Developed Countries Need Immigrants, But Housing Just Isn't Enough: Report

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Zinger Key Points
  • Canada has cut its immigration goals by 20% over the next three years in an effort to face its growing housing crisis.
  • Housing is becoming an unmanageable variable as top world economies try to counteract low birth with foreign workers.

As the boomer generation heads into retirement, certain countries need immigrants of working age to keep the productive economy running, generating tax income to support those living from pensions.

That’s especially the case in Europe.

According to Eurostat, the European Union's official statistics body, the continent will face a 6% drop in population by the year 2100 with a fertility rate of 1.53 live births per woman.

It takes a fertility rate of 2.1 to keep a population level steady.

Housing Is Not Enough: Housing shortages in most major developed economies are limiting those countries from counteracting demographic-led crises, per Bloomberg.

And a widespread lack of affordable housing is making it harder for these countries to receive the immigrants they need to bolster their economies.

Canada, for instance, had a yearly population growth of almost 2.4% last year, due to open immigration policies after pandemic-era restrictions were taken down.

Australia's population grew 3.7% in the past two years.

But population increases can fuel drops in GDP per capita, as is the case in 13 of the world's most advanced nations where populations increase and economic outputs don't. These include Australia, Canada, New Zealand, the UK as well as several top economies within the EU.

Read Also: Texas Governor Abbott’s Anti-Immigration Measures Spark Environmental Crisis Along Texas-Mexico Border: ‘It’s Been Destroyed,’ Says A Resident

Rising home prices, as well as increasing rents, are partly behind drops in living standards. In the U.S., prices of homes are expected to grow 4.2% on average during 2024, making it a good year for homeowners and a bad one for those looking to purchase their new home, as mortgage levels continue high amid high-interest rates.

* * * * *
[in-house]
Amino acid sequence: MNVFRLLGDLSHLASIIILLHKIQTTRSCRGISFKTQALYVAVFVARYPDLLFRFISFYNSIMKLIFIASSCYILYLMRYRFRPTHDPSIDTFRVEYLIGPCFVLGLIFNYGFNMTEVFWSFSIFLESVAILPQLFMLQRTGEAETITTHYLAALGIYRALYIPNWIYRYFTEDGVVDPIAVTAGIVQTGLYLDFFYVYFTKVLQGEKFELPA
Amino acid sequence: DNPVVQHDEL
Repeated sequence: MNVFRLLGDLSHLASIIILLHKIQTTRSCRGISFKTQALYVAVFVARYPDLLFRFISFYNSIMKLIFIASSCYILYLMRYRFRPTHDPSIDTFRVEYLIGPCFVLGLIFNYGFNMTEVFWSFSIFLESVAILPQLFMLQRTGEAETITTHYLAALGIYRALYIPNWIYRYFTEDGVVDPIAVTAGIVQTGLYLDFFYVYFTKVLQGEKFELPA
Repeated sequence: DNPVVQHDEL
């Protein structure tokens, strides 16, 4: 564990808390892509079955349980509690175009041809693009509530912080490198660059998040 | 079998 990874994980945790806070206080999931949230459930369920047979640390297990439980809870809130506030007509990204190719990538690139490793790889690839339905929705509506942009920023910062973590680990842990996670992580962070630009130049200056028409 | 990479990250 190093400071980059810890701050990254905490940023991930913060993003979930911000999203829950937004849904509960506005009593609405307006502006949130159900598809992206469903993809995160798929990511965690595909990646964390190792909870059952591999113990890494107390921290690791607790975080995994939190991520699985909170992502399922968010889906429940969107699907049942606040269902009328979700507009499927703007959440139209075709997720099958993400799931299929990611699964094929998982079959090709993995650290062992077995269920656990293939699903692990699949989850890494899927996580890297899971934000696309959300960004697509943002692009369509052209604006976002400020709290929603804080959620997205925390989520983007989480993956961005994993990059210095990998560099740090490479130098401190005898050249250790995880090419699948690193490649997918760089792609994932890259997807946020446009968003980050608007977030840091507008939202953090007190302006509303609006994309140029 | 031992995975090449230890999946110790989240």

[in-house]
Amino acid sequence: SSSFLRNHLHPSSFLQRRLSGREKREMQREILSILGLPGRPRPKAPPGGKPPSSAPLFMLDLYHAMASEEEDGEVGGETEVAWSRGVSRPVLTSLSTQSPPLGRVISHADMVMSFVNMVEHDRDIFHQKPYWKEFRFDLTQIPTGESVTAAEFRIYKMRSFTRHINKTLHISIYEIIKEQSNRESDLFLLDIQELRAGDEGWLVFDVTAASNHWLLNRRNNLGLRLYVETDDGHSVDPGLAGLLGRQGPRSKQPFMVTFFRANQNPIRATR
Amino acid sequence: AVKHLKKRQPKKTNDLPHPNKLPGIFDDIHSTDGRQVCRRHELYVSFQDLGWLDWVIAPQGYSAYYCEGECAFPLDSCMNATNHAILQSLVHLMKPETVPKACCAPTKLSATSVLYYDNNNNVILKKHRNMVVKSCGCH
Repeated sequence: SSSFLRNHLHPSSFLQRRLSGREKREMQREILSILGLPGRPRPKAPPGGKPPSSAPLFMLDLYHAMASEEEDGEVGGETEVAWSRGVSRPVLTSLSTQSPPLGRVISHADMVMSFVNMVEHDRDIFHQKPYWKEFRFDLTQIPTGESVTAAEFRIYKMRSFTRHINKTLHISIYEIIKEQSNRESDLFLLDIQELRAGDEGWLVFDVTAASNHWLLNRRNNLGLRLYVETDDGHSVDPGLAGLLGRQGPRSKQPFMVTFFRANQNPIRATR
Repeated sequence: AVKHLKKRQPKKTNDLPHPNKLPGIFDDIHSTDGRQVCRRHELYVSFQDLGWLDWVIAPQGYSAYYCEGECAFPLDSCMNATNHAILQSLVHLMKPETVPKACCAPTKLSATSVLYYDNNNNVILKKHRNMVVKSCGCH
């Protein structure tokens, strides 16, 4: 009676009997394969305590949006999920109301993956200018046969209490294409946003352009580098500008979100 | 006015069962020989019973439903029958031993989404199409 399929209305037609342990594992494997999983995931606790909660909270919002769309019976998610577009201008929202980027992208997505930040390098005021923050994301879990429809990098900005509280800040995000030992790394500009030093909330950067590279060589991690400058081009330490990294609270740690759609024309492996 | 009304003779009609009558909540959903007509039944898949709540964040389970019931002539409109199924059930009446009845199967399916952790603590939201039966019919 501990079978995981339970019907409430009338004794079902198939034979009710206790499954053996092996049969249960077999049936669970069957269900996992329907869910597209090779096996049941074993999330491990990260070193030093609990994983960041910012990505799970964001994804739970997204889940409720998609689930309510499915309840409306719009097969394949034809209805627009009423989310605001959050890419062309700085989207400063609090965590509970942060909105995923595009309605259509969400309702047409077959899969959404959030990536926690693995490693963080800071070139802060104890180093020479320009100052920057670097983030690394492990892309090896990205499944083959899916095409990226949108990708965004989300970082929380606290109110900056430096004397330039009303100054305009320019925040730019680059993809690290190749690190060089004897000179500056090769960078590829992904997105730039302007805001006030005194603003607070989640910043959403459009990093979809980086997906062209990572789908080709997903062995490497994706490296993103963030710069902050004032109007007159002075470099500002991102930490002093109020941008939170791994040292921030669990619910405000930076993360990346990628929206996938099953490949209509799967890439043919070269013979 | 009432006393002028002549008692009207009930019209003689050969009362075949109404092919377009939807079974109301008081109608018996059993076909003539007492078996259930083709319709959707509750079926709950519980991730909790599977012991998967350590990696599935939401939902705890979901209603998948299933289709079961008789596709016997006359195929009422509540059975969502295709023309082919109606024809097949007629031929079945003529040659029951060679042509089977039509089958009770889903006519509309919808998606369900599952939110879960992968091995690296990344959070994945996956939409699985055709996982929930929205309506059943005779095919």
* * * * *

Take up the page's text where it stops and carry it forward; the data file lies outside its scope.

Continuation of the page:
Rising interest rates put a stop to a new home construction boom last year. The same situation has been replicated around the globe as interest rates were brought up to counteract widespread inflation following the Russian invasion of Ukraine.

Governments are having trouble keeping the rate of newly built houses in line with the rate of immigration. In Canada, Prime Minister Justin Trudeau's government is scaling down its immigration goals by 20% over the next three years in an effort to keep population growth realistic within the country's ability to host newcomers.

Benzinga's Take: Continuous strains in the housing sector can become a sticky hurdle against efforts to grow populations and fight demographics-led economic woes in developed nations. A loss in GDP per capita in advanced economies can mean bad news for industries relying on exports, including oil and gas, agriculture, manufacturing (including the automotive sector) and consumer electronics.

Some of the largest ETFs following these sectors are United States Oil Fund LP, USO, Vanguard Information Technology Index Fund ETF, VGT and Invesco DB Agriculture Fund DBA.

Now Read: Federal Reserve Dismisses Rate Hike Fears, Labor Market Cools, Apple Lures Investors With Record-Breaking Buyback: This Week In The Market

Photo by Vladislav Klapin on Unsplash.

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